Kittens adore playing, but when they get overly enthusiastic, they frequently scratch and bite. Others are wary of these delicate parts, while some kittens don’t mind having any part of their bodies stroked. This is especially true if your kitten is playing with a young child. Fortunately, training kittens can usually stop this habit from occurring.
The Reasons Cats Bite and Scratch
Kittens frequently play-bite and scratch one another. They learn how to play, engage with their siblings socially, and push boundaries in this way. However, sometimes biting and scratching can be a sign that your kitten is frightened, angry, or in pain. Undoubtedly, this is not the norm in most cases:
If someone other than you is criticizing the cat’s behavior, observe how the kitten and that person connect. Since some young children are unable to understand how they can injure a pet, they may unwittingly play too rough with the cat.
You shouldn’t touch your kitten’s face, paws, or belly. Although this behavior is typical for kittens and typically doesn’t signify animosity or anxiety, if left unchecked, it can grow into a serious problem.
Gently examine your kitten while petting it all around.
If it consistently reacts adversely to a light touch in one region, it undoubtedly aches. If that’s the case, a trip to the vet is required.
Verify that your kitty is not acting threateningly or violently. For instance, does the scratching only happen in particular rooms of the house, or when certain people or animals are nearby? In that case, you could want to research the likelihood of fear.
If you’re not sure why your kitten is biting and scratching, schedule a visit with your veterinarian.
Stop Biting and Scratching: How to Do It
It’s possible that kittens who bite and scratch have previously been encouraged to do so. If you or your children thought the kitten’s behavior endearing as a young kitten, this is especially typical. You should never engage in “roughhousing” with your cat and you should never let them bite or scratch.
The cat learns that its hands are toys in this way, which makes it more challenging to subsequently unlearn. Try utilizing cat toys instead of your fingers when playing, and only use your fingers for gentle caressing. Make sure that everyone in the household (as well as visitors) is aware of these rules so that the cat receives a consistent message.
Even if you’ve avoided direct contact with your bare hands and ensured that your cat’s biting and scratching aren’t related to any medical issues, you continue to receive kitten scratches and nips. Here are some ideas for handling the situation and training your cat to stop behaving in this way.
Remove the claws.
Claw trimming, as opposed to declawing, is a common technique that causes no harm to cats. Purchase a cat-specific clipper or use sturdy human nail clippers in place of scissors. Your veterinarian can show you how to trim animals to the right length.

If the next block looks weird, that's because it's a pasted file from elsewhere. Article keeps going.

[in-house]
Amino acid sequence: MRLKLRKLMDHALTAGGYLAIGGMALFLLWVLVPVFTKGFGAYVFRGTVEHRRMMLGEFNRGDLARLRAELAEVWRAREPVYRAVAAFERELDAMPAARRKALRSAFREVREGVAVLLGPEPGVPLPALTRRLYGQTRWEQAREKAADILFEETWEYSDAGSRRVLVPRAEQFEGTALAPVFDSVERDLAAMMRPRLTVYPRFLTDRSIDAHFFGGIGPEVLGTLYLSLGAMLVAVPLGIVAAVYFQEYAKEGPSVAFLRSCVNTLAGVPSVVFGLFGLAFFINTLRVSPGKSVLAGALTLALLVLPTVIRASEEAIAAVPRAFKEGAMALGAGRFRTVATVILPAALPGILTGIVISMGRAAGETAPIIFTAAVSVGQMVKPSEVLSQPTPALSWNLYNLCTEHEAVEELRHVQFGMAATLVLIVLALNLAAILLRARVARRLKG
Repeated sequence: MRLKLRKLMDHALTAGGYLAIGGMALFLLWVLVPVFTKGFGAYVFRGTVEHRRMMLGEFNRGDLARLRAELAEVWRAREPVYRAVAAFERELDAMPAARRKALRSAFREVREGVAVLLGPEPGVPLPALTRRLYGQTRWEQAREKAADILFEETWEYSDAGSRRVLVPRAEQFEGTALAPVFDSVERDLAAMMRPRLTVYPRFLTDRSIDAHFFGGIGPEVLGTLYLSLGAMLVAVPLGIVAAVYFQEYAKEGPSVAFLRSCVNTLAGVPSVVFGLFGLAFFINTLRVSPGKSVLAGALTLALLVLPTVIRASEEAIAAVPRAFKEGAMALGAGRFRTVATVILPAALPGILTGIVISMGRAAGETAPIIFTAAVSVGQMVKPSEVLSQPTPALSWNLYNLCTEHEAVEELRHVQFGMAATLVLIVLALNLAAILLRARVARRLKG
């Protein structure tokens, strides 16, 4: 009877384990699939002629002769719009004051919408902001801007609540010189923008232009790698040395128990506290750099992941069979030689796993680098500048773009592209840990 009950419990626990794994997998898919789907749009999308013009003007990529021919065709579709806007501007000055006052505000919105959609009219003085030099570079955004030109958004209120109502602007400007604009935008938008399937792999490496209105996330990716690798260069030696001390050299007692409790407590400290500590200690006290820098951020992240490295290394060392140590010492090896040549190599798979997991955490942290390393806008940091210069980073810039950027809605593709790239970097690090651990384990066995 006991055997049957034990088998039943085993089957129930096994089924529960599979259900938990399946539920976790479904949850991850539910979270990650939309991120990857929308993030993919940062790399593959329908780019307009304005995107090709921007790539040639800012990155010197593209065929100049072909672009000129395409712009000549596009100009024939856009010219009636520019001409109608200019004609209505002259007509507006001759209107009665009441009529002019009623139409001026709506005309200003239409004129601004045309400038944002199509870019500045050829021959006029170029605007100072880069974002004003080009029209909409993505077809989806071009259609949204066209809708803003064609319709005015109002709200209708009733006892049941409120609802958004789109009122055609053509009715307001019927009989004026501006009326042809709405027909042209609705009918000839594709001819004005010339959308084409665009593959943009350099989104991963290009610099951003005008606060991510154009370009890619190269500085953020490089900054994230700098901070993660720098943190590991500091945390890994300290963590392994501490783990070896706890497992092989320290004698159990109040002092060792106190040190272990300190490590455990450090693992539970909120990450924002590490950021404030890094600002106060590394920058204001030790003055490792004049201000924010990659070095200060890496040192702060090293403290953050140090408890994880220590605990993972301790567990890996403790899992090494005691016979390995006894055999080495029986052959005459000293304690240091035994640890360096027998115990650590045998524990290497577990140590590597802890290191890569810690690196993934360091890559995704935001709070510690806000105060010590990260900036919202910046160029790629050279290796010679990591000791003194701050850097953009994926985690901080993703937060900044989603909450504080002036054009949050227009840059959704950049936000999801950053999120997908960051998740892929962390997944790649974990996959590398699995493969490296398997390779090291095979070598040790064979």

Say “Ouch” loudly and clearly. Utilize the chance to gradually withdraw your hand from your cat’s hold. The cat will try to re-grasp it if you remove it since it will think that the game is still going on. Place your hand away from the cat’s line of sight instead.
Please “Time-Out” the kitty.
You can leave the room, or you can take your kitten to a small, quiet space and leave it there with the door closed. It’s possible that your cat is just overexcited and needs some quiet time to recover. Open the door when 15 minutes have passed. If the kitten is sleeping, which might happen frequently, let it alone for a while.
If the cat is awake, it may begin to yearn for some delicate treatment. Put off playing for now and just give your kitten a loving pet to show it how much you care.
Shift the kitten’s Attention
Your cat will frequently playfully bite your hands or feet when it’s bored or trying to find a toy. Several times per day, give your cat 15 minutes of interactive playtime with a toy. It’s a great idea to use Da Bird or other teasing toys.
You can also use “gloves” from a store that have very long “fingers” hanging off of them or a laser-beam-shaped toy that kittens can chase and pounce on. Once you’ve educated your cat that hands are not toys, your playtime with them should be more enjoyable for both of you.
In addition to the active activity, a scratching post (or two) is a useful addition to your house. Now the kitty is encouraged to scratch in these places. Experiment with both horizontal and vertical posts as well as ones with different textures to determine the kind your kitten favors.
If you and your family have been persistent and used these techniques but your cat is still biting or scratching, it’s time to speak with a veterinarian or seek the assistance of a feline behavior specialist. These experts can visit your home periodically to examine the situation as it develops and offer special recommendations and remedies for your cat’s predicament, lifestyle, and way of life.
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If you suspect your pet is sick, call your vet immediately. For health-related questions, always consult your veterinarian, as they have examined your family pet, know the pet’s health history, and may make the best recommendations for your pet.
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